The first print had a slant to it that I determined was caused by a loose magnet cup on one of the rods. At this point, I realized the importance of the warning in the instructions to really tighten these using two wrenches. I found a second wrench and tightened all of the sockets.
The stairstepping in the 2nd, 3rd, and 4th prints indicated a belt skipping a tooth, so I (eventually) got the belts as tight as humanly possible, which helped tremendously, as seen in the fifth print.
At this point, I printed several copies of the “keychain” sample while I set about slicing some of my own models. Meanwhile, the printer started to exhibit a new problem that I soon realized had been there all along…
I also noticed a black residue building up on the smooth rods from bushing break-in. I was oiling the bushings and wiping the rods down before every print. The instructions mention that the bushings need time to wear in. I came to suspect that the bushings had too much friction during rapid print head movements, which would sometimes dislodge a magnetic coupler, and other times cause a belt to skip a tooth.
I continued running prints and cleaning the rods, but I grew impatient because of the high failure rate. I considered using brass polish or some other mild abrasive to speed up the break-in process, but decided this would be detrimental to the machine over the long run.
At this point, I decided to short-circuit the tedium of wear-in. I replaced the brass bushings with six LM10UU linear bearings, as documented in another post. This appears to have resolved any remaining issues I was having with thrown magnets, skipped belts, and even, surprisingly, calibration/first layer adhesion.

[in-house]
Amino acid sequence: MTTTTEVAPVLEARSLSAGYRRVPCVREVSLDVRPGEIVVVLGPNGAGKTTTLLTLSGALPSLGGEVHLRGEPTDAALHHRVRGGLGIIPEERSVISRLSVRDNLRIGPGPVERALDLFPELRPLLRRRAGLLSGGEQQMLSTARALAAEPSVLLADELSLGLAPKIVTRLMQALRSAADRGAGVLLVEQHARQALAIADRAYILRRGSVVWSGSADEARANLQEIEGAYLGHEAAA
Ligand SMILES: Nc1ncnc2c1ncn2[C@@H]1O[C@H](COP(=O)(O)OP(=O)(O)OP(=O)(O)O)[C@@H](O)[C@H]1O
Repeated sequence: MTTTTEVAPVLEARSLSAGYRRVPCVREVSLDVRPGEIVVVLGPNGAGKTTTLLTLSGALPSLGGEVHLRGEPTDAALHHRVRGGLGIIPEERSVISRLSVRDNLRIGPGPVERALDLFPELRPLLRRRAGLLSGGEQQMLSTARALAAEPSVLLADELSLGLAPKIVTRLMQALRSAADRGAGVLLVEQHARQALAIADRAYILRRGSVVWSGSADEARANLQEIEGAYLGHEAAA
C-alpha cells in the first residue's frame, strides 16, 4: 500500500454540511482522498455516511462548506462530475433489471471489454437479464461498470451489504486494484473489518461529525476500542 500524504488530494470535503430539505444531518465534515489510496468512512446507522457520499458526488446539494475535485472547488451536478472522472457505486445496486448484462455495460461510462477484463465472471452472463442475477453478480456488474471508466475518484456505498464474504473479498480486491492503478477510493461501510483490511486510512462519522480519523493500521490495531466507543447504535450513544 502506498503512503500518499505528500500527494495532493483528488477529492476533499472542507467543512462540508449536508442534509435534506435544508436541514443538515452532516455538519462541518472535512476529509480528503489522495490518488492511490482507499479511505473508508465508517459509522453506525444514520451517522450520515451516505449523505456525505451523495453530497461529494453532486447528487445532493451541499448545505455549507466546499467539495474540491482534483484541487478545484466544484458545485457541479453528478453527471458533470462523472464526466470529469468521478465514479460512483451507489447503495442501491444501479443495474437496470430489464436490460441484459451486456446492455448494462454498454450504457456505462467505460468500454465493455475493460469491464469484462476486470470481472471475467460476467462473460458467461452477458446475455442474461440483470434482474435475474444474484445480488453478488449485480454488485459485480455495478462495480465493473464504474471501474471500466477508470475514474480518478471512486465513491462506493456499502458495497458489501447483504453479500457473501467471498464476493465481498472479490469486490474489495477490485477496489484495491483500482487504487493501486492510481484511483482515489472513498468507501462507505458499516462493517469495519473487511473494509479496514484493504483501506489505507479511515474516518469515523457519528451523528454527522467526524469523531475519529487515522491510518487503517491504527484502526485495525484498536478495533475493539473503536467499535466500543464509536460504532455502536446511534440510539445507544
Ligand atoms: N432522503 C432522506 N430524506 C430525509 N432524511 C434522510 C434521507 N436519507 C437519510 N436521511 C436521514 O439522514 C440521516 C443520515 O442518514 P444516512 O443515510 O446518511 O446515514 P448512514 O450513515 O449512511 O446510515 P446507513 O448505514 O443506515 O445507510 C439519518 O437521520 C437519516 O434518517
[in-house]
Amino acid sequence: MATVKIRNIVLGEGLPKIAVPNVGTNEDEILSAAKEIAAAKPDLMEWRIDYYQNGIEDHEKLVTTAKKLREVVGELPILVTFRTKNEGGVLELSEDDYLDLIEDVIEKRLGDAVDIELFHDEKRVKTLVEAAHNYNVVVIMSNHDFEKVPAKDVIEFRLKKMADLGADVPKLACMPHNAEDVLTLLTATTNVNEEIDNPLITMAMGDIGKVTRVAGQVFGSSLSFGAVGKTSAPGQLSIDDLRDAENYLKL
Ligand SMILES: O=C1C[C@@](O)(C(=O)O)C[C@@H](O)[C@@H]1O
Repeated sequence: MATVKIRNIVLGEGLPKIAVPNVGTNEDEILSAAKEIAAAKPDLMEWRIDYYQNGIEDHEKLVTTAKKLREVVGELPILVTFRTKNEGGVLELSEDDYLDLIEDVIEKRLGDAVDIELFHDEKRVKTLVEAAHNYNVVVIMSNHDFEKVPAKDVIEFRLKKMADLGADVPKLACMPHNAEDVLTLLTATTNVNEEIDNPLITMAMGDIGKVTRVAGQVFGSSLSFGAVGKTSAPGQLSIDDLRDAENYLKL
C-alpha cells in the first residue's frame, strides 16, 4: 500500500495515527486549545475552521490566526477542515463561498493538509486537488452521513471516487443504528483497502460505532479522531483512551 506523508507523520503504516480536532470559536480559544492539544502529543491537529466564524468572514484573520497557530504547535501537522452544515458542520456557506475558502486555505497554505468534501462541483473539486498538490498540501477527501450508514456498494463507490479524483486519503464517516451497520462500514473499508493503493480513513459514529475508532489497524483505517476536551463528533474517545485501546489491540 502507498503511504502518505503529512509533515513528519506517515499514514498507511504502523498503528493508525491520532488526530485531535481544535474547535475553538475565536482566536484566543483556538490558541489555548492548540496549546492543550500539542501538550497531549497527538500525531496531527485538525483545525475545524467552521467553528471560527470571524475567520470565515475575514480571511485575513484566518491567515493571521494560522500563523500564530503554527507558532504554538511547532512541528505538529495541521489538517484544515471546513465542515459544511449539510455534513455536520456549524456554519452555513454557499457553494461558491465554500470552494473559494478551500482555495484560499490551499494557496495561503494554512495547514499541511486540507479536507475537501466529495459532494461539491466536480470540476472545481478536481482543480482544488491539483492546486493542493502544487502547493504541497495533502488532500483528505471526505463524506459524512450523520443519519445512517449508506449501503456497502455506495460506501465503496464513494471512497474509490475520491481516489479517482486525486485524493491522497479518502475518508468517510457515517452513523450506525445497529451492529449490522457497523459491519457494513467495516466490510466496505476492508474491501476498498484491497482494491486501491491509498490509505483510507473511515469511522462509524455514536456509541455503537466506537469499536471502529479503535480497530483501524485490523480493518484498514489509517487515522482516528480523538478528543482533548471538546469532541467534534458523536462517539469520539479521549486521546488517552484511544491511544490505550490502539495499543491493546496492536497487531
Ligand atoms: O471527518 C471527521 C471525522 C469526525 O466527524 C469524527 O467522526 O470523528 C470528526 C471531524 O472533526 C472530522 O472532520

I am still working through the full ramifications of this modification, but it validates that the Delta is capable of excellent performance once the bushings are properly worn in, so be patient with yours, keep the rods clean, and wipe away the excess oil until you can get a few dozen prints through it.
While I was doing all of that, I was also trying to figure out how to slice models for the Delta. I use a Mac, so I couldn’t use the pre-configured Repetier distribution for Windows.
It wasn’t too hard to create a new printer configuration in Repetier for a delta machine, but I wasn’t sure how to set the coordinates. But it is easy: The origin (0,0) is at the center of the build table, so the addressable range is from (-100…100) on both X and Y.
I also copied the start and end gcode out of the sample keychain file and into the printer configuration for slic3r. This inserts commands to initialize the printer and level the table at the start of the job, and to shut it down at the end.